Surgical Robots win £1.025m Funding through Oxford Angels Network
A Buckinghamshire company whose intelligent robots can assist surgeons during complex operations has raised £1.025 million with the help of Oxfordshire Investment Opportunity Network (OION), Europe’s leading technology business angel network, and investment from Hoegh Capital and Octopus Asset Management. Armstrong Healthcare Ltd, a world-leading producer of image-guided surgical robots, will use the funds to support the development of its three main products through clinical trials to launch as revenue generating products.
Mr Kevin D’Silva, Chairman of Armstrong Healthcare, said:
“Advances in minimally-invasive surgery favour the use of our robots which can place surgical instruments much more precisely on a selected area, and significantly reduce trauma to patients. At Armstrong, we work closely with surgeons to create robots to assist in a range of surgical specialities, from neurosurgery to cardio-thoracic surgery.”
Armstrong’s EndoAssist camera-holding robot has already been successfully used in coronary bypass surgery, and is used in laparoscopic**(abdominal) procedures in a number of hospitals across Europe. In cardio-thoracic surgery, the robot enables surgeons to work on the affected internal area via a small incision in the chest, avoiding the conventional surgical approach of slicing down the breastbone to gain access. The robot holds the camera, providing a ‘rock steady’ and accurate close-up of the internal chest wall or heart, and moves the camera precisely in response to small movements from a surgeon’s head.
The company’s Pathfinder image-guided robot assists surgeons with neurosurgical procedures, ranging from simple tumour biopsies to complex neurosurgery, and an OrthoTrack robot for orthopaedic surgery is scheduled for launch in 2007.
Mr D’Silva continued: “Our robots bring significant benefits for both surgeons and patients. Surgeons can perform less invasive techniques and achieve more precise targeting, and patients face less scarring and enjoy a much faster recovery time.”
Mr D’Silva commented on the fundraising process:
“Our experience is that OION delivers a very effective fundraising forum for emerging, high technology companies. Jon Cox and the OION team are very efficient and supportive and during the process they introduced us to a range of funding sources including private equity institutions and business angels. Armstrong is one of only three surgical robot companies in the world and it is highly encouraging to receive investment support from the local financial community.”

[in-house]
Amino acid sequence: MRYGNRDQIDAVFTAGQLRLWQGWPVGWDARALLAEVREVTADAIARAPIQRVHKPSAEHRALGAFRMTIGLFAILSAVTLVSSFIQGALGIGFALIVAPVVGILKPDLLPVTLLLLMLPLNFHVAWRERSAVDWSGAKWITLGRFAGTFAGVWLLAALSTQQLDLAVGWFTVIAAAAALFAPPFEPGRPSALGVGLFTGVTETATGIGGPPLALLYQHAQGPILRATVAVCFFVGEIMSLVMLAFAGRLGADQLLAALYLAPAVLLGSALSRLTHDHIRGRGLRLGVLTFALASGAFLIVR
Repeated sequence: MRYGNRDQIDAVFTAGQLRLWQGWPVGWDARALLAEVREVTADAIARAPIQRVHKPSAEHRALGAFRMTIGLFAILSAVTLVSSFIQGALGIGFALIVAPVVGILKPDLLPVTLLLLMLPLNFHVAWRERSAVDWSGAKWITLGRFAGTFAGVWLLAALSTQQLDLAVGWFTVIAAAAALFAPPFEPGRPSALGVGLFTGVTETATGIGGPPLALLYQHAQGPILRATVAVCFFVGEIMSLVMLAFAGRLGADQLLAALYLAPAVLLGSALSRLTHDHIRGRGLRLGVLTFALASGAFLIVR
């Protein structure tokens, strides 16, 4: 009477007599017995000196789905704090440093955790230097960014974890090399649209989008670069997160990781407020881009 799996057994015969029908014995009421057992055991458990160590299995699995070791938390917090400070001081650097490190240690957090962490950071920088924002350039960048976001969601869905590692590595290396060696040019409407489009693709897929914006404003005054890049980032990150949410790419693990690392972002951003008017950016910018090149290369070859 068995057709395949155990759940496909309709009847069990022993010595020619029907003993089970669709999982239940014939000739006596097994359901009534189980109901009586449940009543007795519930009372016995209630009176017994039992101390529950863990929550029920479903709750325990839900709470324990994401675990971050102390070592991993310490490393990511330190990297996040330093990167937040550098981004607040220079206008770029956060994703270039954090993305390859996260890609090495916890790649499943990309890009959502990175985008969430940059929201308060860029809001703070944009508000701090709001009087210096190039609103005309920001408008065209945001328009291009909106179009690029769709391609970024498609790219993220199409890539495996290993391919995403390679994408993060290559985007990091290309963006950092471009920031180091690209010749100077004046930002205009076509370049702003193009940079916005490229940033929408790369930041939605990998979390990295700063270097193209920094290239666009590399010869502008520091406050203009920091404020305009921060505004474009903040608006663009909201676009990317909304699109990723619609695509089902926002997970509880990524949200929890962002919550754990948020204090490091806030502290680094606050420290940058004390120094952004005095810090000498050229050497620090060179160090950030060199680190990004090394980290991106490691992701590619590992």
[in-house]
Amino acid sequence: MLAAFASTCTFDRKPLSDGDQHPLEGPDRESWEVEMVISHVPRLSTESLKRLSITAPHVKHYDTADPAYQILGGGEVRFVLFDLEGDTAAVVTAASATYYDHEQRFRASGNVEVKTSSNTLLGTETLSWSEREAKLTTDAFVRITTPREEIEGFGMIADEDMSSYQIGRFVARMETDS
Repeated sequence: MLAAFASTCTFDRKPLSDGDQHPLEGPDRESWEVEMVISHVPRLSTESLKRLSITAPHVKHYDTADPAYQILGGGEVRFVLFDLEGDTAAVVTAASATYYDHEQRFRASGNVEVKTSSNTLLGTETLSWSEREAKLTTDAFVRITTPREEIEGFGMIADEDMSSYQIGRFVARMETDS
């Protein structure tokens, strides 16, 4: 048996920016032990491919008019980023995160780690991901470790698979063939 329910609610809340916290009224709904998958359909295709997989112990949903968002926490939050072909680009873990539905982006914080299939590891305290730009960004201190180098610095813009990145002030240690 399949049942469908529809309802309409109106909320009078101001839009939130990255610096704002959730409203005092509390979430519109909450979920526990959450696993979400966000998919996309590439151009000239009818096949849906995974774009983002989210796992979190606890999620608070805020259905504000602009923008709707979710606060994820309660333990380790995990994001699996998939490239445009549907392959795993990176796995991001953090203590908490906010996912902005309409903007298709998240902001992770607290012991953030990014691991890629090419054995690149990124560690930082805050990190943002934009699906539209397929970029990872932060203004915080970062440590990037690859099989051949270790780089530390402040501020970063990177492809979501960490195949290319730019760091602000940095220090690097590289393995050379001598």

Dr Jon Cox, Manager of OION, said:
“Armstrong is responding to modern healthcare developments to provide a better outcome for surgeons and patients, as well as maximising valuable healthcare resources. OION has helped a number of healthcare companies raise finance to develop their innovative products, and we were delighted to assist Armstrong with the final stage of their fundraising programme, enabling the company to bring its innovative robotic solutions to market. On this occasion, we matched Armstrong with Lacomp, one of several EIS (Enterprise Investment Scheme) fund members of the OION Network. This is the second time that Lacomp have chosen to invest after seeing a company at an OION meeting.”
Mr D’Silva concluded:
“There is undoubtedly an exciting future for surgical robots. Providing surgeons with greatly improved precision and full traceability enables operations that have not yet been attempted as hitherto surgeons were not confident of the levels of accuracy. I hope that Armstrong will play its part in creating tomorrow’s surgical solutions.”
All latest news from the category: Health and Medicine
This subject area encompasses research and studies in the field of human medicine.
Among the wide-ranging list of topics covered here are anesthesiology, anatomy, surgery, human genetics, hygiene and environmental medicine, internal medicine, neurology, pharmacology, physiology, urology and dental medicine.
Genes associated with hearing loss visualised in new study
Researchers from Uppsala University have been able to document and visualise hearing loss-associated genes in the human inner ear, in a unique collaboration study between otosurgeons and geneticists. The findings…